“‘The rebels spared Yacub but threw him out of the city where he had spent his entire life. They also took his Iraqi ID card before informing him that elderly women would be given his house.’

“Mr. Speaker, this is but one example of what is unfolding in Iraq right before our eyes. The end of Christianity as we know it is taking place in Iraq.

“This is the fifth time I have come to the floor over the last week to try to raise awareness of what is happening. To talk about the genocide. It is genocide. Yes, genocide: the systematic extermination of a people of faith by violent extremists seizing power in a region.

“Churches and monasteries have been seized. Many of them looted then burned. Last week it was widely reported that ISIS had blown up the tomb of the prophet Jonah. Christians — threatened with their lives if they do not leave the region — are being robbed as they leave lands they have lived on for more than 2,000 years.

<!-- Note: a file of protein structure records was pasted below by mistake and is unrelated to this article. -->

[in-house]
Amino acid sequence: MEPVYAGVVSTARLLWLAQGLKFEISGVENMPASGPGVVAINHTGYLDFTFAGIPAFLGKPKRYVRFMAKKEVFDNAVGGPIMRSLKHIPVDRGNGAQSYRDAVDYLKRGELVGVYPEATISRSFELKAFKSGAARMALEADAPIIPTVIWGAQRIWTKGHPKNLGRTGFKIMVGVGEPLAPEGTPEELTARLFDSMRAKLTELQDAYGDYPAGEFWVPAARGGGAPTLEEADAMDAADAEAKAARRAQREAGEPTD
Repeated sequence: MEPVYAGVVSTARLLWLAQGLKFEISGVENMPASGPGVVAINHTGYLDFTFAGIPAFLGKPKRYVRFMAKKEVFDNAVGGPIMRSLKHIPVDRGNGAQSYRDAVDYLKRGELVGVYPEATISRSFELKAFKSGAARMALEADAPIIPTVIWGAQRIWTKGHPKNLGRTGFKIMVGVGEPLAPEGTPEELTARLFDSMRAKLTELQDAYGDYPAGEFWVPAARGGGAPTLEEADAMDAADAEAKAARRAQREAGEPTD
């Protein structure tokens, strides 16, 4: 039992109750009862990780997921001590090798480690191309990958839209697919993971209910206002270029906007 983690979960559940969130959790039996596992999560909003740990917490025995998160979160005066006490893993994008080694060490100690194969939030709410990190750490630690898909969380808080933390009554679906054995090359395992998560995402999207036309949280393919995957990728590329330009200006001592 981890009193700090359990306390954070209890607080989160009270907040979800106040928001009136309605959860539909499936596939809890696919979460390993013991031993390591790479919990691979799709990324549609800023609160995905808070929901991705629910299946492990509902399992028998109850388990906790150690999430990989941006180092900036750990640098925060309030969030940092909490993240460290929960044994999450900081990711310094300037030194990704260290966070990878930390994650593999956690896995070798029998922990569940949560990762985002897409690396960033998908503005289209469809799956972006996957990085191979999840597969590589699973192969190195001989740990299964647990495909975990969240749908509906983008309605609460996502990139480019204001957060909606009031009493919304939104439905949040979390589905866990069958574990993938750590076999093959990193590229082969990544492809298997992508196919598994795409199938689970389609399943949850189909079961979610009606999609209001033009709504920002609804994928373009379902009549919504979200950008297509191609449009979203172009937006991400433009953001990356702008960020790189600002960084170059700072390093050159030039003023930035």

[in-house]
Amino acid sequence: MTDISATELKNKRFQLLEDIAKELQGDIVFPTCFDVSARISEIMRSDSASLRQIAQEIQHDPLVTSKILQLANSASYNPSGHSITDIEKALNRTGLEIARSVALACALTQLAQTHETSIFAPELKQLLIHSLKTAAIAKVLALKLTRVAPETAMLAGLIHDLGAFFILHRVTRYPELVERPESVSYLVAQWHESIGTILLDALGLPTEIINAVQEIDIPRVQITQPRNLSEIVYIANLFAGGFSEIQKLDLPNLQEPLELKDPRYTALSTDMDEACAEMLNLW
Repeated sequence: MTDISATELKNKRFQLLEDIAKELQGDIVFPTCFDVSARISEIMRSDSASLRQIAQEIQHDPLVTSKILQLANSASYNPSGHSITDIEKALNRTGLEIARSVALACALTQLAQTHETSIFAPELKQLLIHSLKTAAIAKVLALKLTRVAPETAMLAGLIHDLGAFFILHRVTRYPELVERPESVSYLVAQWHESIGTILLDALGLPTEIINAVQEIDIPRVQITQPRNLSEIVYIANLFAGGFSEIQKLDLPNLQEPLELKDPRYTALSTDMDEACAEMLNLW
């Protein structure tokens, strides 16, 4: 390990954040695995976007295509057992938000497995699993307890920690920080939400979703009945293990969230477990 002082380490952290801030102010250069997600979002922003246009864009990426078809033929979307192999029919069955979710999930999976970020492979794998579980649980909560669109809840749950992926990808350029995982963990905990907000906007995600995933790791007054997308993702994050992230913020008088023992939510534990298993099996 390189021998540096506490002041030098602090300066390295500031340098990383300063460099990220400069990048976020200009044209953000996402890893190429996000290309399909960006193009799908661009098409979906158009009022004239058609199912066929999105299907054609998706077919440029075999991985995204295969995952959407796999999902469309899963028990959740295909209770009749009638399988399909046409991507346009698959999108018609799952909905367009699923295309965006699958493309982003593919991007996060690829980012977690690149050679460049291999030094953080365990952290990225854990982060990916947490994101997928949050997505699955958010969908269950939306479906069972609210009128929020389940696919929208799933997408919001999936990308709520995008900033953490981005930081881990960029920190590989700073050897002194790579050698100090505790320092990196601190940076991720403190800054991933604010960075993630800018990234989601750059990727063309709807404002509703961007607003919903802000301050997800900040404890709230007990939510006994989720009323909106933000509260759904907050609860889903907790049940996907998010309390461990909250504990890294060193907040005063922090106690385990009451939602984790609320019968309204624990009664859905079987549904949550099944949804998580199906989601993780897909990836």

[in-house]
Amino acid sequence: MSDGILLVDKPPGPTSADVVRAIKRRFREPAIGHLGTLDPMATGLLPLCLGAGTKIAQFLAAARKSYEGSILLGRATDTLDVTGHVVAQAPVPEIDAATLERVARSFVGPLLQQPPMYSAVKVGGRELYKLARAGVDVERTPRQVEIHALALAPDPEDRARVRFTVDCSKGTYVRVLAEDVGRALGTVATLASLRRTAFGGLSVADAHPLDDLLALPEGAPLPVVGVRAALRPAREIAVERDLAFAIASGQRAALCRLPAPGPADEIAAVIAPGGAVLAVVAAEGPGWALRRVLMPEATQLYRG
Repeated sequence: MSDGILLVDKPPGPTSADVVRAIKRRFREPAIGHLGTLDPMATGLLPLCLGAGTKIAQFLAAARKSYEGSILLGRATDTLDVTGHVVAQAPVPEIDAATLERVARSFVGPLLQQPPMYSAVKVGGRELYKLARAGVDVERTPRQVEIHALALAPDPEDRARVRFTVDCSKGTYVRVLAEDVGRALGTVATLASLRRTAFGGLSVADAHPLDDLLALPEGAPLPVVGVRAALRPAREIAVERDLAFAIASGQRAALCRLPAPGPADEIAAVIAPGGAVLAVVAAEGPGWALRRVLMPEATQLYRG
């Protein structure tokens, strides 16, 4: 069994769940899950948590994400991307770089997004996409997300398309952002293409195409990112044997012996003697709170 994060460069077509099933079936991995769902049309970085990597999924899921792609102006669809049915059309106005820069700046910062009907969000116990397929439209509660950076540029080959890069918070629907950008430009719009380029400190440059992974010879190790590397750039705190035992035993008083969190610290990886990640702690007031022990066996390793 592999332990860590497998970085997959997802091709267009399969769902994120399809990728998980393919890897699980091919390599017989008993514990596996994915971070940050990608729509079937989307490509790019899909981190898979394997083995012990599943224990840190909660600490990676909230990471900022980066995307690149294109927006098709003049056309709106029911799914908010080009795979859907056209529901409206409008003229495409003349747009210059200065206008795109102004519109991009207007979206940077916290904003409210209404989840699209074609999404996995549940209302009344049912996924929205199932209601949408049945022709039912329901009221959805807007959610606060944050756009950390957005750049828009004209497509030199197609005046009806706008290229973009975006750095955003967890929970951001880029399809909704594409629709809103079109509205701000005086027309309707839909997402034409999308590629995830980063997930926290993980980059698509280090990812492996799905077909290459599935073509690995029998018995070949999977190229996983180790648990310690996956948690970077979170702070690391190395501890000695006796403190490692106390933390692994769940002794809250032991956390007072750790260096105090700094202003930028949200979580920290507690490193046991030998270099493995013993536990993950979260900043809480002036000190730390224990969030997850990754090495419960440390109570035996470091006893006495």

“With the exception of Israel, the Bible contains more references to the cities, regions and nations of ancient Iraq than any other country. The patriarch Abraham came from a city in Iraq called Ur. Isaac’s bride, Rebekah, came from northwest Iraq. Jacob spent 20 years in Iraq, and his sons — the 12 tribes of Israel — were born in northwest Iraq. The events of the book of Esther took place in Iraq, as did the account of Daniel in the Lion’s Den. Many of Iraq’s Christians still speak Aramaic, the language of Jesus.

“The Pope has spoken out.

“His Beatitude Ignatius Ephrem Joseph III Younan, overseer of Syriac Catholics around the globe, has spoken out.